Attorney General Griffin B. Bell will travel to Capitol Hill this morning for an unprecedented report of junior House members on the status of the criminal investigation of alleged South Korean influence-buying in Congress.

Because it has been made clear that there will be no discussion of specific details of the case, the meeting is viewed largely as a symbolic gesture to reassure the younger members that the Justice Department has been diligent in pursuing the investigation.

Department spokesman said yesterday they could recall no other instance where an Attorney General had briefed Congress, even in general terms, about an on-going investigation - and certainly not about an investigation on Congress.

Up to now, in fact, the department has refused requests for such briefings, saying they would be "inappropriate" or so general as to be "uninformative and therefore unhelpful."

The meeting apparently was arranged by the White House through House Speaker Thomas P. (Tip) O'Neill Jr. (D-Mass.) without the knowledge of the head of the department's criminal division, Benjamin R. Civiletti.

Civiletti said yesterday he was first told about the meeting Monday by a Bell aide. "Maybe we'll be able to articulate orally what we've been doing," he said. "What our concerns are. How vigorously we've been moving . . . Perhaps it's more appropriate to say what we can say here, rather than piecemeal to many different inquiries."

Leaders of the freshman and sophomore House Democrats said yesterday that they don't expect the meeting to reveal anything substantive about the investigation.

"But I guess we want to get some assurrances that they're really pushing this and to let them know that we want them to do the job throughly," said Rep. Edward R. Pattison (R-N.Y.)

Rep. Peter H. Kostmayer (Pa.), who has led a movement of junior Democrats calling for appointment of a Watergate style special prosecutor in the case, said through an aide that he hoped Bell and Civiletti would use the forum to explain their rationale against such a move.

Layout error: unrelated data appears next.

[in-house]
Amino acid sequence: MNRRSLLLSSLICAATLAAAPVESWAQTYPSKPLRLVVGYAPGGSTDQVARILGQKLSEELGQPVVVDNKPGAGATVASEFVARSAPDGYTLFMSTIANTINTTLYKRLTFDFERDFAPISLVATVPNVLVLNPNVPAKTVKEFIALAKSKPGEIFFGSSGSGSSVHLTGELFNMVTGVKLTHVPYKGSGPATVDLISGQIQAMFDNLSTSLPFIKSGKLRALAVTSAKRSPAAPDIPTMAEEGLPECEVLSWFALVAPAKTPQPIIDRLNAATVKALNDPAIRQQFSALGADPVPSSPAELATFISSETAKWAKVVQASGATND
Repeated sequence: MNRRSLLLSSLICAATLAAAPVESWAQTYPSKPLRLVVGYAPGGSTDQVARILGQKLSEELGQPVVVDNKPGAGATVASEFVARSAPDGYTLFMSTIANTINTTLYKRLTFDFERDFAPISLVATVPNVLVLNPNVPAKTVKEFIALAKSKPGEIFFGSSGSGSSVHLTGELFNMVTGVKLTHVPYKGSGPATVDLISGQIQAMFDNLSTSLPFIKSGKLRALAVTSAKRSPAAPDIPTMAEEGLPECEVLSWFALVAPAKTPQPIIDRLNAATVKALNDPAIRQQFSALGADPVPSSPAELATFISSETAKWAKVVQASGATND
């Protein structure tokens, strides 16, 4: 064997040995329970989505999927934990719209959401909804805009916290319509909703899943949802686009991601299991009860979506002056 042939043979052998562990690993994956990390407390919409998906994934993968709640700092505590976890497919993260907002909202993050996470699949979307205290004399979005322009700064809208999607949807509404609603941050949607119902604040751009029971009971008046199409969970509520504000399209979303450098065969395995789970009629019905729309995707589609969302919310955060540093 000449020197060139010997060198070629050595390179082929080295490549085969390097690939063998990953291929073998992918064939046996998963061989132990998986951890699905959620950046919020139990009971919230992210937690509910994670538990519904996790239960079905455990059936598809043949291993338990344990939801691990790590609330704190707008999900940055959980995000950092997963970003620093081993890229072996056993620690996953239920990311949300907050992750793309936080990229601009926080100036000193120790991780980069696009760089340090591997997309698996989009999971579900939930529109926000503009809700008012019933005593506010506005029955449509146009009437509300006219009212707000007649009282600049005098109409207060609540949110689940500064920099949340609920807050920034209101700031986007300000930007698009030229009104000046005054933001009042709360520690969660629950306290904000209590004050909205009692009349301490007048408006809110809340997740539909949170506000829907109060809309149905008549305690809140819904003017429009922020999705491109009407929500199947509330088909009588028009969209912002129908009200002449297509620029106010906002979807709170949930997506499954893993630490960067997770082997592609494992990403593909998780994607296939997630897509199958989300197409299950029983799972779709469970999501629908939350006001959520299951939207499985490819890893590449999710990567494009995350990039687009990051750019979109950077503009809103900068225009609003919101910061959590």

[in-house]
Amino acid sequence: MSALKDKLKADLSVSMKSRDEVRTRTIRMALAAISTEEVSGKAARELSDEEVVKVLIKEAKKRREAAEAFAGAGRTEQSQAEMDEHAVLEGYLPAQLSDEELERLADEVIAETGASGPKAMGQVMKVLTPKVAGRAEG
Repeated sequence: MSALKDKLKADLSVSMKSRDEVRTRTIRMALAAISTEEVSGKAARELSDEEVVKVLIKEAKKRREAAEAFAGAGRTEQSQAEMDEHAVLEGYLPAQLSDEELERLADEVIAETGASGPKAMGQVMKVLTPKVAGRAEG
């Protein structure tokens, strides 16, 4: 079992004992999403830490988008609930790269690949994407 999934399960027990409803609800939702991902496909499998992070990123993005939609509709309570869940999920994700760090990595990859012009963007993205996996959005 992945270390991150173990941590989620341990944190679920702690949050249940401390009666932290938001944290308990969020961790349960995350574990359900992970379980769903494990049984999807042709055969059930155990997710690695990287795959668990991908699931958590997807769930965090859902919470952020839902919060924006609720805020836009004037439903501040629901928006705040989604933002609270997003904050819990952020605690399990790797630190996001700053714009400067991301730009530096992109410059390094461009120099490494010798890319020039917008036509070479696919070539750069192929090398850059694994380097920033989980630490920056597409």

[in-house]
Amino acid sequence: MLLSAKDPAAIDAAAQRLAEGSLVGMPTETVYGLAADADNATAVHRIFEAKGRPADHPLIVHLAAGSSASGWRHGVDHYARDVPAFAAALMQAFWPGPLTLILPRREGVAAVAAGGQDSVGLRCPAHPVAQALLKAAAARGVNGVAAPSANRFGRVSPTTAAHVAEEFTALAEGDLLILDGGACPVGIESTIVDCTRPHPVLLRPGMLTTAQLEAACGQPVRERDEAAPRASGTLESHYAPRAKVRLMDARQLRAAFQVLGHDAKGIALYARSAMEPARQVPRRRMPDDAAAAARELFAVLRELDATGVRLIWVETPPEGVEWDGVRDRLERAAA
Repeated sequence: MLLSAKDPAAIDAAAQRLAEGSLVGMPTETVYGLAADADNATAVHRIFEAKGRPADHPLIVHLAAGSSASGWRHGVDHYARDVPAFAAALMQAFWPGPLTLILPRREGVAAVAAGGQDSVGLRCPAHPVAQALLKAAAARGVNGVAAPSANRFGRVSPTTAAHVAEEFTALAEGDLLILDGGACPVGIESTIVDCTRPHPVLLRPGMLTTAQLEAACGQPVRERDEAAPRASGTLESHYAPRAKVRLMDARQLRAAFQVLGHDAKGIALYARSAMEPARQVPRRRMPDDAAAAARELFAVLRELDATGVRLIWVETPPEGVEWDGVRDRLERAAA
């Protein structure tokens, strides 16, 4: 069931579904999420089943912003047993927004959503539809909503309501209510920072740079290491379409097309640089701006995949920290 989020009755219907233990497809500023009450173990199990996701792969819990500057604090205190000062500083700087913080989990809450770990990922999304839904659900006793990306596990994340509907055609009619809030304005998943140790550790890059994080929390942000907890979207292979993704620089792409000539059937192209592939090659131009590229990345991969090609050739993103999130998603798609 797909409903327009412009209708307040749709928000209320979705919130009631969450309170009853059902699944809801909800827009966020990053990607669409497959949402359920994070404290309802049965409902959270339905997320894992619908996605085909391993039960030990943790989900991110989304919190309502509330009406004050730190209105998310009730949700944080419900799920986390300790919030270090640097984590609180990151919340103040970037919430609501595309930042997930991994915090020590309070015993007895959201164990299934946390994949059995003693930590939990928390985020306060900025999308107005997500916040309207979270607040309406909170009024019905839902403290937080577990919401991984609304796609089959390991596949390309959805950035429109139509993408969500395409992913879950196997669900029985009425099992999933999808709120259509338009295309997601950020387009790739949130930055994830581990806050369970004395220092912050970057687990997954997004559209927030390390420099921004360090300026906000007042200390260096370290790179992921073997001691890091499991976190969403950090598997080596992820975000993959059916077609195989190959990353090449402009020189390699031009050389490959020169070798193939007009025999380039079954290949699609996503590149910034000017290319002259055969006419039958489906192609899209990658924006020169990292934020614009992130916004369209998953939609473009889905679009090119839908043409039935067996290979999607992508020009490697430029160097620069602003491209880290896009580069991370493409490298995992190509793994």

Rep. Elizabeth Holtzman (D-N.Y.), whose earlier requests for a briefing had been turned down, said she was disturbed to learn that Bell and Civiletti did not plan to answer questions.

"I think it's an affront to the intelligence of Congress if they believe they can reassure us about the effectiveness of their investigation without answering questions," she said.

The Justice Department briefing grew out of meetings the junior Democrats held last week with O'Neill following the sudden resignation of Philip A. Lacovara, the top attorney for a separate, but parallel, internal House investigation.

Pattison said that O'Neill had volunteered to set up the meeting with Bell, reportedly after White House congressional liaison Frank Moore had offered to arrange such a briefing. Moore could not be reached for comment yesterday.

A top Bell aide, who declined to be identified, said the meeting was scheduled because "the volume of requests had built up to the point where it seemed something had to be done whether it was superficial or not.

"The fact is not much is going to happen. Judge Bell is not going to discuss individual cases, or indictments or numbers of people involved," he said. "But it may be helpful if it helps the climate up there. Those people want to be reassured."

In a related development, Suzi Park Thomson, a South Korean native who was an aide to former House Speaker Carl Albert (D-Okla.) told reporters that she had refused to talk to House committee investigators except in a public hearing.

She has been identified in U.S. intelligence reports as a suspected operative for the Korean Central Intelligence Agency, but has denied any involvement in making payments to members of Congress.

And in what seems to be the first legislative fallout from the South Korean scandal, the House voted yesterday to allow the Agriculture Department to act as the agent for countries buying U.S. farm products under the Food for Peace program.

Tongsun Park, a key figure in the current investigations, is known to have used his fees as agent for South Korean Food for Peace rice purchases to make cash payments to some members of Congress. The Senate has adopted a similar measure.